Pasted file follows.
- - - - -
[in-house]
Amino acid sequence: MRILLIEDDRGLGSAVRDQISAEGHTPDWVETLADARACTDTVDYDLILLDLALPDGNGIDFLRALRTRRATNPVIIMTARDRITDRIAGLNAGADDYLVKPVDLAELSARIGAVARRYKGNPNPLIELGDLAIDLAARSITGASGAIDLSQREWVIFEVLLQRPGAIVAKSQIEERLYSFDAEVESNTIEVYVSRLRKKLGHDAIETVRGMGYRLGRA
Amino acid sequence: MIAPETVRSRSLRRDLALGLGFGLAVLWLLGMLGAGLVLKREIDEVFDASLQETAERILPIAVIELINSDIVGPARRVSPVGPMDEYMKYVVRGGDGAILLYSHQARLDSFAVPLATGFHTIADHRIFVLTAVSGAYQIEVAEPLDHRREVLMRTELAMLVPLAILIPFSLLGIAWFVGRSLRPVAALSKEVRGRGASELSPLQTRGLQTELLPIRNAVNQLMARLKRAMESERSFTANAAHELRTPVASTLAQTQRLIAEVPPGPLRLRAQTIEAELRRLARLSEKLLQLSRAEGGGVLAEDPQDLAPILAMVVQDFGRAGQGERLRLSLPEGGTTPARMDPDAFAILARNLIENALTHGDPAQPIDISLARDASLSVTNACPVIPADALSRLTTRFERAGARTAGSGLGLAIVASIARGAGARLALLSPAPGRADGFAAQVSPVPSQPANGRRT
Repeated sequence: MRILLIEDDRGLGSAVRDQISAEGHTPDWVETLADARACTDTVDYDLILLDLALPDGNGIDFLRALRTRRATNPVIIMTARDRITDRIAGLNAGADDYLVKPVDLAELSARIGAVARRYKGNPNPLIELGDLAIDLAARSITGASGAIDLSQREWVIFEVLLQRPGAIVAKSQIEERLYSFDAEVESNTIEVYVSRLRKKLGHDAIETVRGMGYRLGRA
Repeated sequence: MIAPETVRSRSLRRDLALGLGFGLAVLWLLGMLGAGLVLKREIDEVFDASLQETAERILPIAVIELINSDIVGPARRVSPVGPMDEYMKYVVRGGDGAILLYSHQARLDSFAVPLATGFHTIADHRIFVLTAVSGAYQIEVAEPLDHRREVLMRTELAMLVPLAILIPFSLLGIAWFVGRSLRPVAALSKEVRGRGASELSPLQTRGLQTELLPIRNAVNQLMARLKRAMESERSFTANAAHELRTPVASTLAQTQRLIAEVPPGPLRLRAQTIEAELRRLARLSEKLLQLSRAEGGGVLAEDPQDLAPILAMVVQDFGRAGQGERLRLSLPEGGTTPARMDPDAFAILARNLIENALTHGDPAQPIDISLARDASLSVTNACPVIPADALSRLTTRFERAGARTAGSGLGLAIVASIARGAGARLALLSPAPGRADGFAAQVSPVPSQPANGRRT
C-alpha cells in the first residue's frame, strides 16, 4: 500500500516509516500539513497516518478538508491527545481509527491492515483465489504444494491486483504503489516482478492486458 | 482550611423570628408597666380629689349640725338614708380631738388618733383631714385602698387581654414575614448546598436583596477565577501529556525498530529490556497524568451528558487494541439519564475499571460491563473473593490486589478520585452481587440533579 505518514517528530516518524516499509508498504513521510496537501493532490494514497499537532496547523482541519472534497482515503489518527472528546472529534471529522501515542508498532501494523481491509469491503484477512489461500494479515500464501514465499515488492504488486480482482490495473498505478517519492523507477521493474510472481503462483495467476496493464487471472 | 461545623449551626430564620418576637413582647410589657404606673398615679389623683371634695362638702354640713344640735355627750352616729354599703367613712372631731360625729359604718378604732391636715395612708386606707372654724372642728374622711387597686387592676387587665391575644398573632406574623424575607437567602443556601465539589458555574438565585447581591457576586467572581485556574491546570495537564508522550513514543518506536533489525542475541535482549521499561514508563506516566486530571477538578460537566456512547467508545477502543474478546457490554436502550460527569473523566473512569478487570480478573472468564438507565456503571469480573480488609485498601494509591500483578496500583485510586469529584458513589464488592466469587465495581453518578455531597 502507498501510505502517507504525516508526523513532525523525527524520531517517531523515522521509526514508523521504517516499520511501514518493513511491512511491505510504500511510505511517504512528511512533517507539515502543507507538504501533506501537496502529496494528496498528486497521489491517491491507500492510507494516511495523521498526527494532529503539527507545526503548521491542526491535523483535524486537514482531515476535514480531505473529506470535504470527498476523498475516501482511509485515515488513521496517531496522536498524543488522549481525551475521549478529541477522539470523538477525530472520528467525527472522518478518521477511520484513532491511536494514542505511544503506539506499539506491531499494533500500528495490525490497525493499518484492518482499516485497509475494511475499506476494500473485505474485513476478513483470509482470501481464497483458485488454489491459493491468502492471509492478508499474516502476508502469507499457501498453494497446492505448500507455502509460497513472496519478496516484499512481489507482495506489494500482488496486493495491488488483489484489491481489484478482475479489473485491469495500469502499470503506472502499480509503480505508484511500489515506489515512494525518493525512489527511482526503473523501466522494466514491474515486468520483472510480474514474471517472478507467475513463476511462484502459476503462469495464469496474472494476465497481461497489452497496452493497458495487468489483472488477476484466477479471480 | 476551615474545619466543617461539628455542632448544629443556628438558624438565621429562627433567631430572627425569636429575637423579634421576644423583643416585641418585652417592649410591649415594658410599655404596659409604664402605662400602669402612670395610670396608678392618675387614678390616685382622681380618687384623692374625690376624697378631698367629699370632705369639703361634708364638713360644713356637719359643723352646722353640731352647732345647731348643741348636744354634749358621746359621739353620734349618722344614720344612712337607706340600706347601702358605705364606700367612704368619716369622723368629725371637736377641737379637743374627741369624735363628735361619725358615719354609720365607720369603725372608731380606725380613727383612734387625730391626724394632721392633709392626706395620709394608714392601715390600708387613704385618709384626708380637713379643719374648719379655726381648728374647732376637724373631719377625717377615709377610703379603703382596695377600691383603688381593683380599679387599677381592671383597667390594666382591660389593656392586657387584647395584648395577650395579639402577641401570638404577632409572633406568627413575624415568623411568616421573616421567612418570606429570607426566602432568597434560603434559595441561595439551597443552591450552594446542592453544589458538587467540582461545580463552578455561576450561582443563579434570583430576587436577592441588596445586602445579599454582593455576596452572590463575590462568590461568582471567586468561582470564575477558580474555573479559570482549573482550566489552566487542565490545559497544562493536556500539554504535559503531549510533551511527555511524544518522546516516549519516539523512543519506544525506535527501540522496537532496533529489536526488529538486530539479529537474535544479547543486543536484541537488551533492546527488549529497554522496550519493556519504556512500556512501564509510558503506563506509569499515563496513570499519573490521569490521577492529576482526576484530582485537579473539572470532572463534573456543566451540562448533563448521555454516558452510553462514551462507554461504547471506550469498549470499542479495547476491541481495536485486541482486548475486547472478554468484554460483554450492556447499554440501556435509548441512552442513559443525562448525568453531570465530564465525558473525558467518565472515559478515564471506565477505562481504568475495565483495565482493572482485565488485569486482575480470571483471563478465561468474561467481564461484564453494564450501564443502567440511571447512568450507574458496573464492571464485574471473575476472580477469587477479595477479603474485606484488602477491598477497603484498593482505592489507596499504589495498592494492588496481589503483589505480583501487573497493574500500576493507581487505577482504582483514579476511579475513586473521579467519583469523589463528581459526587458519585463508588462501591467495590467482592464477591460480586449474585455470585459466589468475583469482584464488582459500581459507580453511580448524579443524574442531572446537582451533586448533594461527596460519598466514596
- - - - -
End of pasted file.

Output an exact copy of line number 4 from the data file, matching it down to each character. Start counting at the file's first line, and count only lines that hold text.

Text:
Repeated sequence: MRILLIEDDRGLGSAVRDQISAEGHTPDWVETLADARACTDTVDYDLILLDLALPDGNGIDFLRALRTRRATNPVIIMTARDRITDRIAGLNAGADDYLVKPVDLAELSARIGAVARRYKGNPNPLIELGDLAIDLAARSITGASGAIDLSQREWVIFEVLLQRPGAIVAKSQIEERLYSFDAEVESNTIEVYVSRLRKKLGHDAIETVRGMGYRLGRA